Review: Traitor to the Throne by Alwyn Hamilton

There’s a sweet spot where sequels want to be: the fine line between derivative and different. Replicate too much of the magic that made the original work a success and the sequel becomes one-note; fail to recognize that magic and you can land anywhere between mild disappointment and total trainwreck. The good news for fans of Alwyn Hamilton’s rich world-building and nuanced characters is that while Traitor to the Throne may have changed its setting and slowed its pace, this dense volume loses none of its predecessor’s nuanced storytelling and characterization—in fact, it even improves upon it.

The action-packed Rebel of the Sands and its richly imagined world of gunslingers and magic took Amani Al-Hiza from her miserable home into the heart of a rebellion. She is a Demdji, the child of a mortal woman and a Djinn, and in Miraji, the Demdji are feared, abused, and even executed for their otherworldly powers. In Traitor, Amani ends up in the Sultan’s palace—the last place any rebel or Demdji would want to be. She also finds herself without allies or resources, just armed with her own wits and courage. If the first book was a test of courage, then this was a test of faith. By placing Amani within the palace, Traitor is able to show another side of the rebellion, as well as the complexities and consequences that come with it. Characters, no matter how seemingly insignificant, come to life with well fleshed-out motivations in the face of war and survival.

Another theme that resounds through the book is the power of words, the power of names. “I resented being called a fiction,” Amani declares to herself, bristling at how the Blue-Eyed Bandit has grown into a figure of legend that she barely recognizes as herself. Amani brings with her many titles: Demdji, Blue-Eyed Bandit, rebel. Some people know her as one thing. Others know her as another. Few know her as both. Through the book’s main conflict, Amani realizes that names have the power to trap and destroy, just as they have the power to reinvent and release and reshape.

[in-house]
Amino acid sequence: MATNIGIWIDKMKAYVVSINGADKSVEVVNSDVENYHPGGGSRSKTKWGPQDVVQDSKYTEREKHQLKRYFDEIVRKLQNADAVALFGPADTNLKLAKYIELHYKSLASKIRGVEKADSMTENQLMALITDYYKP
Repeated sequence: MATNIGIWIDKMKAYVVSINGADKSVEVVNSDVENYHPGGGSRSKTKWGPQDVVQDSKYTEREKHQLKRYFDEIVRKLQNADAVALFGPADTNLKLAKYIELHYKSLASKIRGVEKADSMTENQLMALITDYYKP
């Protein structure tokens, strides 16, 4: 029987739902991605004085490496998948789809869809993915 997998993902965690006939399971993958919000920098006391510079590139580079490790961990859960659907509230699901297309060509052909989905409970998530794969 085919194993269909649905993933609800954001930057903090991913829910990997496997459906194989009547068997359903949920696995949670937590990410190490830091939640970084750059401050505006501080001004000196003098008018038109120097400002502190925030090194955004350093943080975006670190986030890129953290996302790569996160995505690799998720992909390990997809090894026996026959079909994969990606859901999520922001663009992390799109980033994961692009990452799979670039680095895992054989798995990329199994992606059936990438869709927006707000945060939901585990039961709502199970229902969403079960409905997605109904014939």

Anyone who’s foolhardy enough to read the second book of a series without attempting the first will be pleased to know that Traitor does not only have a list of who’s who, but also a refresher chapter told as a legend. This device is repeated throughout the book, and while I wasn’t a big fan of it in the beginning when it felt superfluous, each succeeding legend managed to draw me in deeper. By the end, I felt like they came with a swelling soundtrack, especially the final dramatic legend.

So my sequel sweet spot was well met. All the elements that I enjoyed in the first book were present. Action? Check. Adventure? Check. Things that make you go ‘Crap, I didn’t see that coming’? Check. Romance? Ah, there. With so many plots and conflicts packed into this story, Amani’s budding romance with Jin merely hovers in the background. Jin himself isn’t mentioned in more than half the book. I loved the two of them together, but I appreciated how it took a backseat here, reinforcing that the stakes are much bigger than personal desires. And Traitor really raises the stakes. It forces Amani to confront her own politics—if her choice of leader is really the wise one, or if it has merely been thrust upon her by circumstance. I’d sacrifice romance for character development, but Your Mileage May Vary. (Mild spoiler: Also, there were no Buraqi. This could be your dealbreaker right here, dear reader.)

It’s easy to believe that Ms. Hamilton has a plan for the series, instead of focusing on making the first and second books disparate volumes that will be pulled together by the third one. What seemed to be pawns from the previous book have become major set pieces in the second. The plot and characterizations flow organically. Hopes are constantly being built and dashed. The stakes are greater than ever, and I can’t wait for this rebellion’s epic conclusion.

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